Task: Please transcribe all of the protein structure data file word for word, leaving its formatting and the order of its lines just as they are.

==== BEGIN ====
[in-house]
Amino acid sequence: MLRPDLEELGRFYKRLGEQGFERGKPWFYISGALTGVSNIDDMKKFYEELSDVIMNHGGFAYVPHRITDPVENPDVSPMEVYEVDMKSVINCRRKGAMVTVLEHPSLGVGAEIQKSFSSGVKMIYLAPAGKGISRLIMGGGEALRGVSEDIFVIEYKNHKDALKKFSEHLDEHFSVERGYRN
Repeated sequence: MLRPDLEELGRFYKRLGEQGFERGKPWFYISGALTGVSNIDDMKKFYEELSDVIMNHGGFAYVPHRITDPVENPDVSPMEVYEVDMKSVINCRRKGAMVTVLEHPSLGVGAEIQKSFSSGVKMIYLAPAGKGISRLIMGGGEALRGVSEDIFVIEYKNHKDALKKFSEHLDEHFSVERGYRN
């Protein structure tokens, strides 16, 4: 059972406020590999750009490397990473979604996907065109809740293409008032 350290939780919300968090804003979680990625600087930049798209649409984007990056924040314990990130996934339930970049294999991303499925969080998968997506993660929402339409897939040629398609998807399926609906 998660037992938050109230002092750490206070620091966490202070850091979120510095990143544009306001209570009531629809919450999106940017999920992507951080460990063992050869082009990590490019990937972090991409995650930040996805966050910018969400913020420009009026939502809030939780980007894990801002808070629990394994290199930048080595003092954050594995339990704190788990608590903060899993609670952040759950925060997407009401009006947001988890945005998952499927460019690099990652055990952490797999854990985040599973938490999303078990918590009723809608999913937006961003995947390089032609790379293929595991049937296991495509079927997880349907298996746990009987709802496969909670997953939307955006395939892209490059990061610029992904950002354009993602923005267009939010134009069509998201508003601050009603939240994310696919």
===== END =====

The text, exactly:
[in-house]
Amino acid sequence: MLRPDLEELGRFYKRLGEQGFERGKPWFYISGALTGVSNIDDMKKFYEELSDVIMNHGGFAYVPHRITDPVENPDVSPMEVYEVDMKSVINCRRKGAMVTVLEHPSLGVGAEIQKSFSSGVKMIYLAPAGKGISRLIMGGGEALRGVSEDIFVIEYKNHKDALKKFSEHLDEHFSVERGYRN
Repeated sequence: MLRPDLEELGRFYKRLGEQGFERGKPWFYISGALTGVSNIDDMKKFYEELSDVIMNHGGFAYVPHRITDPVENPDVSPMEVYEVDMKSVINCRRKGAMVTVLEHPSLGVGAEIQKSFSSGVKMIYLAPAGKGISRLIMGGGEALRGVSEDIFVIEYKNHKDALKKFSEHLDEHFSVERGYRN
């Protein structure tokens, strides 16, 4: 059972406020590999750009490397990473979604996907065109809740293409008032 350290939780919300968090804003979680990625600087930049798209649409984007990056924040314990990130996934339930970049294999991303499925969080998968997506993660929402339409897939040629398609998807399926609906 998660037992938050109230002092750490206070620091966490202070850091979120510095990143544009306001209570009531629809919450999106940017999920992507951080460990063992050869082009990590490019990937972090991409995650930040996805966050910018969400913020420009009026939502809030939780980007894990801002808070629990394994290199930048080595003092954050594995339990704190788990608590903060899993609670952040759950925060997407009401009006947001988890945005998952499927460019690099990652055990952490797999854990985040599973938490999303078990918590009723809608999913937006961003995947390089032609790379293929595991049937296991495509079927997880349907298996746990009987709802496969909670997953939307955006395939892209490059990061610029992904950002354009993602923005267009939010134009069509998201508003601050009603939240994310696919």